Obama’s (G)Rand Strategy, Part 2

One of the most damaging media hits on Gerald Ford back in the 1970s was the New York Daily News headline, “Ford to City: Drop Dead.”  Well, behold tomorrow’s Daily News front page:

Daily News Strategy Head copy

The other day I was hard on Rand Paul for being close to Obama in some respects on foreign policy.  Yet Friday he came out much more strongly than Obama on the need to do something serious about the rising tide of murderous Islamic radicalism.  From the AP:

Speaking to a ballroom later, some of the loudest applause for Paul came when he quipped: “If the president has no strategy, maybe it’s time for a new president.”

In an emailed comment, however, Paul elaborated by saying: “If I were President, I would call a joint session of Congress. I would lay out the reasoning of why ISIS is a threat to our national security and seek congressional authorization to destroy ISIS militarily.”

Is this for real, or just opportunism on Paul’s part?  It was only two days before these remarks that Paul was arguing in the Wall Street Journal that thoughtless American intervention in the Middle East had contributed to the rise of ISIS.  Perhaps so, but Paul needs to step up even more than he did, and lay out a more concrete and detailed strategy for what a President Paul’s foreign policy would look like,  Making Congress a participant is politically useful (though not strictly speaking constitutionally necessary), but this could also be just passing the buck.

Meanwhile, stand by for the next Daily News headline: “Obama To U.S. Security: Drop Dead.”

Who Is the JayVee Team?

You can put a spiffy uniform on a lousy player, and you can swear in a hopeless incompetent as president, but in either case, has a star been born? Michael Ramirez looks at the “jayvee” question from our enemies’ point of view. Suddenly, Obama’s analogy, which was dumb as applied to ISIS, makes sense. Click to enlarge:

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The Lessons of Rotherham

A week or more has gone by, and we haven’t written about the Rotherham rape scandal that has rocked Great Britain. Rotherham is a city of around 250,000 in Yorkshire, where at least 1,400 girls were raped, and in many instances prostituted, by gangs consisting mostly or entirely of Pakistani men. It seems to be generally acknowledged that the local authorities had a good idea what was going on, but the criminal rings nevertheless flourished for something like 16 years.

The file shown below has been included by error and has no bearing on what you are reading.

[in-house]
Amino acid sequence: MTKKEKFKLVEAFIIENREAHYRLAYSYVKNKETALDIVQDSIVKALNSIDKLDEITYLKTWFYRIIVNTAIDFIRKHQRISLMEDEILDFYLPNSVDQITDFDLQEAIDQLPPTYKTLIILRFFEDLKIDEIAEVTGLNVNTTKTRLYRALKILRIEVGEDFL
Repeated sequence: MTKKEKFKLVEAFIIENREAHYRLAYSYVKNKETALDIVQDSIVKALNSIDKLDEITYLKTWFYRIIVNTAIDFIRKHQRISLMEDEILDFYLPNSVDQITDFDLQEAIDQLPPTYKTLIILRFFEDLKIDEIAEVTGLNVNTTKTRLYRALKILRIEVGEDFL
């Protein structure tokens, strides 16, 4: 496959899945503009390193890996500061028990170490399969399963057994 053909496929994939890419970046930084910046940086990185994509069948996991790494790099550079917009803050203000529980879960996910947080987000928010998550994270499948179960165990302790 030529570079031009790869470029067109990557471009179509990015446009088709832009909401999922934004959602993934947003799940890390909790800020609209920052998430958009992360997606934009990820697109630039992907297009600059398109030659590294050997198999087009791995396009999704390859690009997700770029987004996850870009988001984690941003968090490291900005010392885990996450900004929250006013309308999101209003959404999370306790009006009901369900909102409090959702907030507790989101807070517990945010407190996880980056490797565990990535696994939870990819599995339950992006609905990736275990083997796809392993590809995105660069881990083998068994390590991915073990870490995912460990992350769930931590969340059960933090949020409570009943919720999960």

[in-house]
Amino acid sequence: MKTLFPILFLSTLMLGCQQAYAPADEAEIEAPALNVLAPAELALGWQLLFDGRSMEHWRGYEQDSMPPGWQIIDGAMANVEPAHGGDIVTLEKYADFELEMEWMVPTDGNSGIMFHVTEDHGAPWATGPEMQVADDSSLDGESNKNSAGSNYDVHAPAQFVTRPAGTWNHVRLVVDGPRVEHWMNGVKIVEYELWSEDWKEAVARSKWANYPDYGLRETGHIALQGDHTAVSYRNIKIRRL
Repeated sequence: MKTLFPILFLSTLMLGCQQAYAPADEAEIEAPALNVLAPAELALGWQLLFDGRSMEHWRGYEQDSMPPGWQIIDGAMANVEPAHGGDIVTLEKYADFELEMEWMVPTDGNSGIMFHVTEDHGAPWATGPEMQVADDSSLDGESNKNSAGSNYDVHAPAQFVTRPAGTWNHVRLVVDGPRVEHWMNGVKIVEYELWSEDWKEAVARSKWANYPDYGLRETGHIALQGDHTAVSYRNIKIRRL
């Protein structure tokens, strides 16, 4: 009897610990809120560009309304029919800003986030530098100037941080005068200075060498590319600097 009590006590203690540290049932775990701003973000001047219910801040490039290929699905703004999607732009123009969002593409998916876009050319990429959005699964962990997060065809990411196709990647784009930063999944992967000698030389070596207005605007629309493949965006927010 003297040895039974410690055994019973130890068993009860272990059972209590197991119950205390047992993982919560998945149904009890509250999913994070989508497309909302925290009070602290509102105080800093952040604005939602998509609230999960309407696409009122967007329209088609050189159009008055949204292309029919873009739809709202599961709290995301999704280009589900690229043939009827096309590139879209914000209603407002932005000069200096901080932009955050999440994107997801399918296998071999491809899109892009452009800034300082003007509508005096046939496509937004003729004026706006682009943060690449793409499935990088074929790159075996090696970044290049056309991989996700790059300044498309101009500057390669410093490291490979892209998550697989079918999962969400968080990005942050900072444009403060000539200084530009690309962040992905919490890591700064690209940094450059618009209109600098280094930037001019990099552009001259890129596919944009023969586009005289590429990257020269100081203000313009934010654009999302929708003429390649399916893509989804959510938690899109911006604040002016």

Current publicity about the Rotherham scandal is driven by publication of the Jay Report, officially titled “Independent Inquiry into Child Sexual Exploitation in Rotherham (1997 – 2013).” You can download the report here. It includes details that are not for the faint of heart.

One aspect of the Jay Report that has received attention is its suggestion that worries about race played a role in local officials’ reluctance to do anything about the rape/prostitution gangs for fear of being thought “racist.” Here are some excerpts:

By far the majority of perpetrators were described as “Asian” by victims, yet throughout the entire period, councillors did not engage directly with the Pakistani-heritage community to discuss how best they could jointly address the issue. Some councillors seemed to think it was a one-off problem, which they hoped would go away. Several staff described their nervousness about identifying the ethnic origins of perpetrators for fear of being thought racist; others remembered clear direction from their managers not to do so. …